Heart Mate II Left Ventricular Assist Device

Heart Mate II Left Ventricular Assist Device

<< >>
Usage conditions apply
Description (Brief)
The HeartMate II Left Ventricular Assist Device (LVAD or VAD) is a continuous flow blood pump. It is surgically implanted below the heart and is connected by an inflow tube to the left ventricle. The outflow tube is attached to the ascending aorta. Its job is to help severely diseased hearts pump blood through the left ventricle of the aorta. The LVAD is powered by an external battery. The HeartMate II which received FDA approval for bridge to transplant status in 2008 is smaller than previous heart assist devices and can accommodate smaller statured people. The HearMate II it is equipped with a portable battery pack allowing some patients to leave the hospital, live at home, and exercise. The HeartMate can be permanent, but in most cases it is a temporary device for patients waiting to receive a donor heart for transplantation. In rare cases the HeartMate II has allowed the patient’s heart to regain cardiac function. Victor Poirier was the founder and former President of Thermo Cardiosystems prior to its sale to Thoratec Corporation in 2001.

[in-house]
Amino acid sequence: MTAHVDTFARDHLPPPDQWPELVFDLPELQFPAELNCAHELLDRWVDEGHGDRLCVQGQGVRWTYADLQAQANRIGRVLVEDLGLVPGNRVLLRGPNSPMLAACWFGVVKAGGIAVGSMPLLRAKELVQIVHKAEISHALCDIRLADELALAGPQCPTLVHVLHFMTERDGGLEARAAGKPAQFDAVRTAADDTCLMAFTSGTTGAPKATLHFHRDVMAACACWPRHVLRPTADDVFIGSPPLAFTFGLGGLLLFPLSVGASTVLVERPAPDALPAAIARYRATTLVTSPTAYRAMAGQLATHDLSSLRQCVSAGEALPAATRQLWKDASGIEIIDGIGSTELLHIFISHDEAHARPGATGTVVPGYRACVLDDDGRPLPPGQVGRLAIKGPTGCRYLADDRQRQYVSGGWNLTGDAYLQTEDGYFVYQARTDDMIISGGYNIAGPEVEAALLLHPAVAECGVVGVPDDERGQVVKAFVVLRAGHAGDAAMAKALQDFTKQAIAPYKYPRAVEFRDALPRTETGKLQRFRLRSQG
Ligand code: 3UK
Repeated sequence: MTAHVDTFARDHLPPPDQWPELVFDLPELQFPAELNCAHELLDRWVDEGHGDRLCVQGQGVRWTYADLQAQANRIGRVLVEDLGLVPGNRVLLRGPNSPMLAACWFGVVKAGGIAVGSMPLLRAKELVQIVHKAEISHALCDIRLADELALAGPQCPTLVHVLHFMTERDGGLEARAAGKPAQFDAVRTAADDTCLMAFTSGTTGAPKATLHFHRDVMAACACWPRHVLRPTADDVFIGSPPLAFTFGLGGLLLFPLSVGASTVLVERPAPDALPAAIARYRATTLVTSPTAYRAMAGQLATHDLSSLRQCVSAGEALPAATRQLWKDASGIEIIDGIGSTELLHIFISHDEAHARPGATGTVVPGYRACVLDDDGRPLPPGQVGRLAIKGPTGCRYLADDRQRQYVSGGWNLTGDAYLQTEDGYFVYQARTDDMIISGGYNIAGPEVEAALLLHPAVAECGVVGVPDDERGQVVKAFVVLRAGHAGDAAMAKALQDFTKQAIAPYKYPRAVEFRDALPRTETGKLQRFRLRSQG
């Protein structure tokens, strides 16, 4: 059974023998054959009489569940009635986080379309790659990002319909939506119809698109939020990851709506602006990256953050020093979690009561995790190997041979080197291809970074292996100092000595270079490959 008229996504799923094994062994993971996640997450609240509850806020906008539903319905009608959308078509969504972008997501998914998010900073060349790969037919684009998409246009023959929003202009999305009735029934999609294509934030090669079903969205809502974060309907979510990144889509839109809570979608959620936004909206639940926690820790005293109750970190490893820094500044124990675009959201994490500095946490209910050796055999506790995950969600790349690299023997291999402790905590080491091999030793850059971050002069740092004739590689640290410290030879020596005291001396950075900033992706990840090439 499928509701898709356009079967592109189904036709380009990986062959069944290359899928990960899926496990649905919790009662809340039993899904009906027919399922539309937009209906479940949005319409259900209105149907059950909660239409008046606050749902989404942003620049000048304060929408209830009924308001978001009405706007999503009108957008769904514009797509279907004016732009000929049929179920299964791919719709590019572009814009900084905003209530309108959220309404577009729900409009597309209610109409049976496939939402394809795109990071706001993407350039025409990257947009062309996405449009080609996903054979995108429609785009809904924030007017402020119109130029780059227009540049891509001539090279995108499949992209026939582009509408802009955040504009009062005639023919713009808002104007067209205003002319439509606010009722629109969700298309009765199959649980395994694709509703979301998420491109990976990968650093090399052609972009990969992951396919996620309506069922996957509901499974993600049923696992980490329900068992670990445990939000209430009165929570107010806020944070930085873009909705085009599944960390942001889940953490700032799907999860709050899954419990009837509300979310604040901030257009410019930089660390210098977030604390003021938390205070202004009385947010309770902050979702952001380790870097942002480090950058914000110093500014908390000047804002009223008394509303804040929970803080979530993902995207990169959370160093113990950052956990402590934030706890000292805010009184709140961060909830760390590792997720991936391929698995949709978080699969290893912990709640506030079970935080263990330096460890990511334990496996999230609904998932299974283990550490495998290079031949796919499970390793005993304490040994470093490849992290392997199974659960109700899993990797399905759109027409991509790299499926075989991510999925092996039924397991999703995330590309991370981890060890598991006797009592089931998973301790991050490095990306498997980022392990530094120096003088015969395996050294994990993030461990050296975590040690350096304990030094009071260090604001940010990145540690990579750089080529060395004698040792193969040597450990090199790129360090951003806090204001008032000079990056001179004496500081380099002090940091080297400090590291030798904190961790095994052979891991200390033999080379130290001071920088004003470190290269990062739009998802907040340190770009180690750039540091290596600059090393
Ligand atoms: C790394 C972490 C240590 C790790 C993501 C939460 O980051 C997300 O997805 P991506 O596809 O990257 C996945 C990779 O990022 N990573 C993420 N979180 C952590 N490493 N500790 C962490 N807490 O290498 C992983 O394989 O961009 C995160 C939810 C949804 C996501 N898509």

Currently not on view
Object Name
left ventricular assist device
assist device, left ventricular
date made
about 2012
place made
United States: California, Pleasanton
Physical Description
Egyptian (overall style)
overall, as stored: 1 7/8 in x 12 in x 10 in; 4.7625 cm x 30.48 cm x 25.4 cm
overall: 34.5 cm x 13.6 cm x 4.4 cm; 13 19/32 in x 5 11/32 in x 1 23/32 in
ID Number
accession number
catalog number
Credit Line
Thoratec Corporation
See more items in
Medicine and Science: Medicine
Data Source
National Museum of American History
Nominate this object for photography.   

Our collection database is a work in progress. We may update this record based on further research and review. Learn more about our approach to sharing our collection online.

If you would like to know how you can use content on this page, see the Smithsonian's Terms of Use. If you need to request an image for publication or other use, please visit Rights and Reproductions.


Add a comment about this object